Is this real yield sustainable?
There is a clear pattern in the real yield narrative. A well-designed product with smart tokenomics can generate good fee yield for token holders and liquidity providers. But it remains to be seen if this real yield is sustainable.
Since fees drive the return on investment, if fees go down, so does the yield. But the trend is encouraging. Even in a bear market, protocols like GMX have seen some of the highest volumes (and therefore fee yield) ever. As capital and users continue to move on chain, we can be hopeful that volume continues to increase. With the transparency and security offered by DeFi compared to centralized exchanges, we could also see more users move to use protocols like GMX.
What are other sources of real yield in DeFi?
Some standout protocols are delivering real yield with fees, some protocols are looking at other sources of sustainable returns.
While AMMs like Uniswap were pioneers in the space, there is a lot of data to suggest that being an LP in traditional AMMs is a losing game. Because you are always trading losing tokens for winning ones, much of the flow to Uniswap and other AMMs is arbitrage and toxic by nature. The result is that markouts on LP positions suggest LPs on WETH-USDC have lost millions of dollars in aggregate.
New versions of AMMs like SWAAP and Clipper move away from the constant-product market maker model.
Instead, these protocols look to capture different types of flow. Clipper targets retail flow with a small pool and low fees. Swaap allows trades against its pool at an oracle price, acting more like a traditional market maker and capturing a spread on trades.
New versions of AMMs like these push the real yield narrative and suggest reduced impermanent loss for LPs.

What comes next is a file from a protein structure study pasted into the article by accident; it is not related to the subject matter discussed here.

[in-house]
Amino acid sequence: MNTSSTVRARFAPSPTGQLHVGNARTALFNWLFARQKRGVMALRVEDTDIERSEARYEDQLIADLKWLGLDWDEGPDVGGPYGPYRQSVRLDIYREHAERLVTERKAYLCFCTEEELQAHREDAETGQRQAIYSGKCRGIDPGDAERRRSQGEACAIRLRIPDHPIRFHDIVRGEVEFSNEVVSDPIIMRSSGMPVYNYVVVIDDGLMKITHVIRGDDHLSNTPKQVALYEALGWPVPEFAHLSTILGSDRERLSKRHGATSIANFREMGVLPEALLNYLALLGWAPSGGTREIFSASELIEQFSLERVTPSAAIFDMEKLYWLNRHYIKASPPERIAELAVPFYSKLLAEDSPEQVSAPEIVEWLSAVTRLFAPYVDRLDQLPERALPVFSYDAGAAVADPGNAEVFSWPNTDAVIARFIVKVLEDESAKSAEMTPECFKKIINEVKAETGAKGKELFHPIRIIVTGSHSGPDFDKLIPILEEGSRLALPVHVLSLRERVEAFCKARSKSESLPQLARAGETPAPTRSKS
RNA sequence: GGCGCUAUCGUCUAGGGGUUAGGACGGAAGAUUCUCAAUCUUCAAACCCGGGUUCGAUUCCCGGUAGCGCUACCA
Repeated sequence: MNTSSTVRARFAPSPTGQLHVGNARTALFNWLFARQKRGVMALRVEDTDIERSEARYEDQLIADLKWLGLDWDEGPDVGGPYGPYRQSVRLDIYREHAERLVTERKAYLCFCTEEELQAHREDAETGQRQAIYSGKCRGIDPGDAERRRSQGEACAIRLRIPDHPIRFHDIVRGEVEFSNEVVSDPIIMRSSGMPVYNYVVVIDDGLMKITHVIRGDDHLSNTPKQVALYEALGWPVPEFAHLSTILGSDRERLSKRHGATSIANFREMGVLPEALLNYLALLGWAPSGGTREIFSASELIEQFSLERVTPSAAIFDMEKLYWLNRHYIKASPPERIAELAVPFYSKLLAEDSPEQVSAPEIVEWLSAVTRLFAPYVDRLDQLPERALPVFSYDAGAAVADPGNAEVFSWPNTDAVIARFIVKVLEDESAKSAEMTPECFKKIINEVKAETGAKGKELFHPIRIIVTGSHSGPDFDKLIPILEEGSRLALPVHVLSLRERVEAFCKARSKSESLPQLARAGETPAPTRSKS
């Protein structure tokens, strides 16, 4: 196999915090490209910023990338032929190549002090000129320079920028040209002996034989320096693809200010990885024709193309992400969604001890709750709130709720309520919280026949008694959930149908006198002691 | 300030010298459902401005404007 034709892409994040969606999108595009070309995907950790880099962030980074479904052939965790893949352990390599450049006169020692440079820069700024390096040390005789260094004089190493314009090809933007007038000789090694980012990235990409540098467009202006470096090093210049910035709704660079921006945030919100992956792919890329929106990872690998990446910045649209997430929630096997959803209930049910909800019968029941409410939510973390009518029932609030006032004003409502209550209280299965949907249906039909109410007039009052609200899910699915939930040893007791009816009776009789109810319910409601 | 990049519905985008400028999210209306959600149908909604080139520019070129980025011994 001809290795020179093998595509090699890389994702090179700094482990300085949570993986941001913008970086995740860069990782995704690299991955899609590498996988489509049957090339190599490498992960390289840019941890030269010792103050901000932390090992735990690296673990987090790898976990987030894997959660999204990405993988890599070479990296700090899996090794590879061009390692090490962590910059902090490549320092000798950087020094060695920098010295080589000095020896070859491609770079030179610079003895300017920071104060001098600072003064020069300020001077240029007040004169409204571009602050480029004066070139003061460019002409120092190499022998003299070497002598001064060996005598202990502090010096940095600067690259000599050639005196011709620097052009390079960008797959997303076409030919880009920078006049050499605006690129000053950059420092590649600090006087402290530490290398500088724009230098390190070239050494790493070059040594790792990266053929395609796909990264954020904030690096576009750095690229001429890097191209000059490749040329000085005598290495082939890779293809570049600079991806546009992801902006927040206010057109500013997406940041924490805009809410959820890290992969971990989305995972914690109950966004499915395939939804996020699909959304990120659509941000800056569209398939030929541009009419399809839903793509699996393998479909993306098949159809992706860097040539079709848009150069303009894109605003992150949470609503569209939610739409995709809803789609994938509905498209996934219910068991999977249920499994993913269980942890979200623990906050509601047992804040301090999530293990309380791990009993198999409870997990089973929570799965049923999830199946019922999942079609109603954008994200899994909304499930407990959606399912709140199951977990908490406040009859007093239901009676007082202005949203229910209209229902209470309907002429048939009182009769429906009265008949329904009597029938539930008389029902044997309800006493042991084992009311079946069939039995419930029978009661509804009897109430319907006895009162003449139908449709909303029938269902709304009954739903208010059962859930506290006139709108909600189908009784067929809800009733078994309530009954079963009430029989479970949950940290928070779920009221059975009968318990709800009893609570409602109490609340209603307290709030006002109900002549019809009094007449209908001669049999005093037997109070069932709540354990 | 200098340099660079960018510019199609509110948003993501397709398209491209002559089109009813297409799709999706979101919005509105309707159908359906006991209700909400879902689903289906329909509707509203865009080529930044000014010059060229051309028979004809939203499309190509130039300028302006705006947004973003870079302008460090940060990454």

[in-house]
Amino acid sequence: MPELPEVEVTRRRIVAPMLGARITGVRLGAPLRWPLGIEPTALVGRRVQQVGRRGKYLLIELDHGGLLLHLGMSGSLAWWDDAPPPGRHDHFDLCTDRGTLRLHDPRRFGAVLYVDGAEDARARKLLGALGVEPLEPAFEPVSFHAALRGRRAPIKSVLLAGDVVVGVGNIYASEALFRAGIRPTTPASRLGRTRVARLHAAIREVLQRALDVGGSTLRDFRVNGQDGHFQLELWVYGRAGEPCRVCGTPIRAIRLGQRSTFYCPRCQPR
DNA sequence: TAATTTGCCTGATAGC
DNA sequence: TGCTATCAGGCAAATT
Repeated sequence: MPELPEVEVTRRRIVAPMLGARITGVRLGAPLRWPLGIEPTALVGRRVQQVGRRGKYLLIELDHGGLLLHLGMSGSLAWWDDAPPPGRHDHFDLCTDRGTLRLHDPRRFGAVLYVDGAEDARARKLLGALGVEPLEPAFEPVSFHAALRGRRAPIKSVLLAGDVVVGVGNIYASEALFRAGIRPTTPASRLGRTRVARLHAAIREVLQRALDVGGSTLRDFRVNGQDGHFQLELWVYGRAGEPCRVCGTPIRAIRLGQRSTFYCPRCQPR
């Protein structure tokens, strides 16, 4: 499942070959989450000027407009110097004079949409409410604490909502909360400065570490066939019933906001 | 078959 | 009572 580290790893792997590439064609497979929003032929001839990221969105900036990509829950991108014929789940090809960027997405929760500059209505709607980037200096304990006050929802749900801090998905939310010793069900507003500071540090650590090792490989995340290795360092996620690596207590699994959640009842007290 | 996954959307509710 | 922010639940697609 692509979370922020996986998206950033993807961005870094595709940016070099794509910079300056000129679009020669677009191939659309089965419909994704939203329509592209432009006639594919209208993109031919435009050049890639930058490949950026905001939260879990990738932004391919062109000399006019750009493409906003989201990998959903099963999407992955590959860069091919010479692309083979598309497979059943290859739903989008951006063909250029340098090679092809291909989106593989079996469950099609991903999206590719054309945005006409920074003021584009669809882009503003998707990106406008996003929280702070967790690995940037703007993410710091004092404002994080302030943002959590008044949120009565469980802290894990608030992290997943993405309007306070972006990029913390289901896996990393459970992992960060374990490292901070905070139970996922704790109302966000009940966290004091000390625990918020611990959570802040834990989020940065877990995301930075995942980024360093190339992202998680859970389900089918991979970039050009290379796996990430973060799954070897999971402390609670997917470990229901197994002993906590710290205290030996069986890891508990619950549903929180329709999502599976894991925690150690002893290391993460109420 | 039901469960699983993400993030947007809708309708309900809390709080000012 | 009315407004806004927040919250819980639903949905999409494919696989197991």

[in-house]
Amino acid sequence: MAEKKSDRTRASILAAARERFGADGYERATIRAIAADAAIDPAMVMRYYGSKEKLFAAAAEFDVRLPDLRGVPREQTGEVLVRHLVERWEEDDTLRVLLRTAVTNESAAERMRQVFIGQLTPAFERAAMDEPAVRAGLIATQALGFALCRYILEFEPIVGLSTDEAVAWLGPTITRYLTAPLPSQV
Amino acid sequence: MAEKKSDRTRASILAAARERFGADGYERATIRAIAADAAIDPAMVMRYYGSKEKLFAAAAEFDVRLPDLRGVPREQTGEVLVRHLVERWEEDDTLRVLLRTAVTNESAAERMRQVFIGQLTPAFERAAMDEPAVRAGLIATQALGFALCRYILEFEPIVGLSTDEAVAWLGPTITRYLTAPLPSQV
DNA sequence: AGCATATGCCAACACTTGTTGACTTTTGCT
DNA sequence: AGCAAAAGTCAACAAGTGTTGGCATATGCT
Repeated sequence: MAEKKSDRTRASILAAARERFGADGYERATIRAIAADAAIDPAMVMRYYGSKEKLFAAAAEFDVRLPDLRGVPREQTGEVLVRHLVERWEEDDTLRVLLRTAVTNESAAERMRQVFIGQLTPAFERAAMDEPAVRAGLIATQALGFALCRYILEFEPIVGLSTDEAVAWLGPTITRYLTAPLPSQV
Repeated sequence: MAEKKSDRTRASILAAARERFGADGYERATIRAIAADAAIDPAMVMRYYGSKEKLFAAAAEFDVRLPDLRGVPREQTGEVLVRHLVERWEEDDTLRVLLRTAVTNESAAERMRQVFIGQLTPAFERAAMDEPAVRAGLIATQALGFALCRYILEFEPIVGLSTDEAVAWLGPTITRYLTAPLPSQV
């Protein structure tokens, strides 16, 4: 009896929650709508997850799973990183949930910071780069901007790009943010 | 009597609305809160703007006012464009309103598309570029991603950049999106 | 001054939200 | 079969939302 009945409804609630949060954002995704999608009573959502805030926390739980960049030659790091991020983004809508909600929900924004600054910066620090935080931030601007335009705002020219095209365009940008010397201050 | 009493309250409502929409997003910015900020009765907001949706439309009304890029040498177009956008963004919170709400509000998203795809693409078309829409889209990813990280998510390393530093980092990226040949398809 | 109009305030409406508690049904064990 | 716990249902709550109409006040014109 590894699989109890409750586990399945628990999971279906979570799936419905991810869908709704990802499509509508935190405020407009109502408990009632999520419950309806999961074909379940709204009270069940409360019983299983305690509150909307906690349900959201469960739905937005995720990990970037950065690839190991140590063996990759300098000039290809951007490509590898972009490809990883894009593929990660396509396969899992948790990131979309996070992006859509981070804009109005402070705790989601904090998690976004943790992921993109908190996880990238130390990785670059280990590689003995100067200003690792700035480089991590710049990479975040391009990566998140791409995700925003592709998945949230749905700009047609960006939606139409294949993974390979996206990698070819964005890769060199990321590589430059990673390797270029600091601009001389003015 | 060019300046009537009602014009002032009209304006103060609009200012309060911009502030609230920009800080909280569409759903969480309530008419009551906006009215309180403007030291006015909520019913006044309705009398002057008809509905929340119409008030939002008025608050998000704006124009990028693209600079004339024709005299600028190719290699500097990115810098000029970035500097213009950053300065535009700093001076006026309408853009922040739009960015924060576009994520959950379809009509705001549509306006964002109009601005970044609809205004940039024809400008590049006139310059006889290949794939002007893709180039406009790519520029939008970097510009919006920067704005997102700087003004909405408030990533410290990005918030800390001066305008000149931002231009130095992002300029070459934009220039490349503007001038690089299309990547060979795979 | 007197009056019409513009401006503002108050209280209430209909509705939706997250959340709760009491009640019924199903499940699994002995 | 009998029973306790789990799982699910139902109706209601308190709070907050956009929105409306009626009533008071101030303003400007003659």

Porting over trades from traditional finance has also been a popular move to capture real yield. Basis trading is when a trader longs an asset in one venue and shorts it on another, capturing a yield spread between funding rates. Hedge funds in tradfi and crypto have regularly used this trade, and some protocols are replicating this in DeFi. By going long an asset on a decentralized perpetual exchange like Perp Protocol, while also shorting an asset on a lending market like Aave, an automated vault can capture a funding spread and generate real yield for depositors. There is no free lunch though as rebalances and changes in carry costs (the cost/gain of funding on your position) can eat into gains.
What is the future of real yield in DeFi?
If DeFi grows and these products continue to attract users, the search for yield will continue. Protocols that can attract real usage and have smart tokenomics will be able to capture the value and generate yield for their token holders as well as LPs. Similarly, borrowing yield sources from tradfi and porting the components to DeFi offers an attractive source of yield. Builders will continue to innovate in the crypto space, and as users turn away from the ponzinomics of token rewards, the real yield narrative will continue to have legs.